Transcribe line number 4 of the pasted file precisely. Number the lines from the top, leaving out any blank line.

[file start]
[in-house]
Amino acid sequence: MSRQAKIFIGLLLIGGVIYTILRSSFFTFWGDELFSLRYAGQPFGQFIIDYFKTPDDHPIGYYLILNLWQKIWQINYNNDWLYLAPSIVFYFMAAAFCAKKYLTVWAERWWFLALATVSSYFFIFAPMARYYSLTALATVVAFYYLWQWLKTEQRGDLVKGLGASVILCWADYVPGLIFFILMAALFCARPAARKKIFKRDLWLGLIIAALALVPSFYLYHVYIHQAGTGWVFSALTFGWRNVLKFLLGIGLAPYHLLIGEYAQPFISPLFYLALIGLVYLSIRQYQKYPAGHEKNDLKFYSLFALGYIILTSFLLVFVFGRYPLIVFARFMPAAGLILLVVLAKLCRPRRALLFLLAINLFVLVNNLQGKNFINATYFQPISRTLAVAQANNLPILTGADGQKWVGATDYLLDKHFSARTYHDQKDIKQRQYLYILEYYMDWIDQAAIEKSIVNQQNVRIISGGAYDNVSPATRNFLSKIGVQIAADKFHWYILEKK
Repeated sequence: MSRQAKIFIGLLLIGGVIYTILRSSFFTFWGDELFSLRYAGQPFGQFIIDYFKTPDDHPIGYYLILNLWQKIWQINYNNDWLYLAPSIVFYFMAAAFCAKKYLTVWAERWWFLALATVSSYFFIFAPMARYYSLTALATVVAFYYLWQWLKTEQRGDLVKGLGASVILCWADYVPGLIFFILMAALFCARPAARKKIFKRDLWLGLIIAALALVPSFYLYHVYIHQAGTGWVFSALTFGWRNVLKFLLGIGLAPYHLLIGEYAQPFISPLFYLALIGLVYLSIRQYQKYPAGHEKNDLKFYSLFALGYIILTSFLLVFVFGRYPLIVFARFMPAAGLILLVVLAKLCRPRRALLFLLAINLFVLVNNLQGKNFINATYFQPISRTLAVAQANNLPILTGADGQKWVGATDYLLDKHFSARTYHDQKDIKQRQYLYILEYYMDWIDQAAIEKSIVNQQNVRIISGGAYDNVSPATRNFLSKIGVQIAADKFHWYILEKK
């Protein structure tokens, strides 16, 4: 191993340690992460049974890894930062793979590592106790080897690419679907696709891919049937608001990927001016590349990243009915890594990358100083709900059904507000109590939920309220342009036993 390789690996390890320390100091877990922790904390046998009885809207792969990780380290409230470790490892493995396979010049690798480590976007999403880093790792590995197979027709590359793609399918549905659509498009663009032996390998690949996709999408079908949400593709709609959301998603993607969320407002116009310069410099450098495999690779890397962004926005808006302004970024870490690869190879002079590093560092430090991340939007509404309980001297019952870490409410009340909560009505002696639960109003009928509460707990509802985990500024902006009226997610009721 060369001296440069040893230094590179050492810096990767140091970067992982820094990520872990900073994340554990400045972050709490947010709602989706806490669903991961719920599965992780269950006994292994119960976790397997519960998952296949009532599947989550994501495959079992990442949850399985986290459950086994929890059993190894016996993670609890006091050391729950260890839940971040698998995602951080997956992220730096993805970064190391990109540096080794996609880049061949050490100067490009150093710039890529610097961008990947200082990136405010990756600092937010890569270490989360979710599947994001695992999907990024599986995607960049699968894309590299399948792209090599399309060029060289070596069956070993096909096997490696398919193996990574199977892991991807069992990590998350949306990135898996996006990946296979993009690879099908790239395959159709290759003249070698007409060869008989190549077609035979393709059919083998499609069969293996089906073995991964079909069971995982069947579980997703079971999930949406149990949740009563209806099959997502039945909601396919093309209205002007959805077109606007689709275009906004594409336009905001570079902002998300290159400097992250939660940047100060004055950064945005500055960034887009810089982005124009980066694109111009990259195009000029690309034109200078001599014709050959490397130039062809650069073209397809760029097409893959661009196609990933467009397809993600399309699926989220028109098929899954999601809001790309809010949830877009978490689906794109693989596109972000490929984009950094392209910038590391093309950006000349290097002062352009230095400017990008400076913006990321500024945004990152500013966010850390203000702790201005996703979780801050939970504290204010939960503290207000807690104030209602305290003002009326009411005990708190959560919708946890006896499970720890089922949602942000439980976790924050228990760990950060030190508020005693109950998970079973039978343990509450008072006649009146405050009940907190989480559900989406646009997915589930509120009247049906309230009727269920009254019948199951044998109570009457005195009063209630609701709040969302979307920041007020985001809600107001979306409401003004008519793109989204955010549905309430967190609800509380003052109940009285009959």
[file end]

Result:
């Protein structure tokens, strides 16, 4: 191993340690992460049974890894930062793979590592106790080897690419679907696709891919049937608001990927001016590349990243009915890594990358100083709900059904507000109590939920309220342009036993 390789690996390890320390100091877990922790904390046998009885809207792969990780380290409230470790490892493995396979010049690798480590976007999403880093790792590995197979027709590359793609399918549905659509498009663009032996390998690949996709999408079908949400593709709609959301998603993607969320407002116009310069410099450098495999690779890397962004926005808006302004970024870490690869190879002079590093560092430090991340939007509404309980001297019952870490409410009340909560009505002696639960109003009928509460707990509802985990500024902006009226997610009721 060369001296440069040893230094590179050492810096990767140091970067992982820094990520872990900073994340554990400045972050709490947010709602989706806490669903991961719920599965992780269950006994292994119960976790397997519960998952296949009532599947989550994501495959079992990442949850399985986290459950086994929890059993190894016996993670609890006091050391729950260890839940971040698998995602951080997956992220730096993805970064190391990109540096080794996609880049061949050490100067490009150093710039890529610097961008990947200082990136405010990756600092937010890569270490989360979710599947994001695992999907990024599986995607960049699968894309590299399948792209090599399309060029060289070596069956070993096909096997490696398919193996990574199977892991991807069992990590998350949306990135898996996006990946296979993009690879099908790239395959159709290759003249070698007409060869008989190549077609035979393709059919083998499609069969293996089906073995991964079909069971995982069947579980997703079971999930949406149990949740009563209806099959997502039945909601396919093309209205002007959805077109606007689709275009906004594409336009905001570079902002998300290159400097992250939660940047100060004055950064945005500055960034887009810089982005124009980066694109111009990259195009000029690309034109200078001599014709050959490397130039062809650069073209397809760029097409893959661009196609990933467009397809993600399309699926989220028109098929899954999601809001790309809010949830877009978490689906794109693989596109972000490929984009950094392209910038590391093309950006000349290097002062352009230095400017990008400076913006990321500024945004990152500013966010850390203000702790201005996703979780801050939970504290204010939960503290207000807690104030209602305290003002009326009411005990708190959560919708946890006896499970720890089922949602942000439980976790924050228990760990950060030190508020005693109950998970079973039978343990509450008072006649009146405050009940907190989480559900989406646009997915589930509120009247049906309230009727269920009254019948199951044998109570009457005195009063209630609701709040969302979307920041007020985001809600107001979306409401003004008519793109989204955010549905309430967190609800509380003052109940009285009959």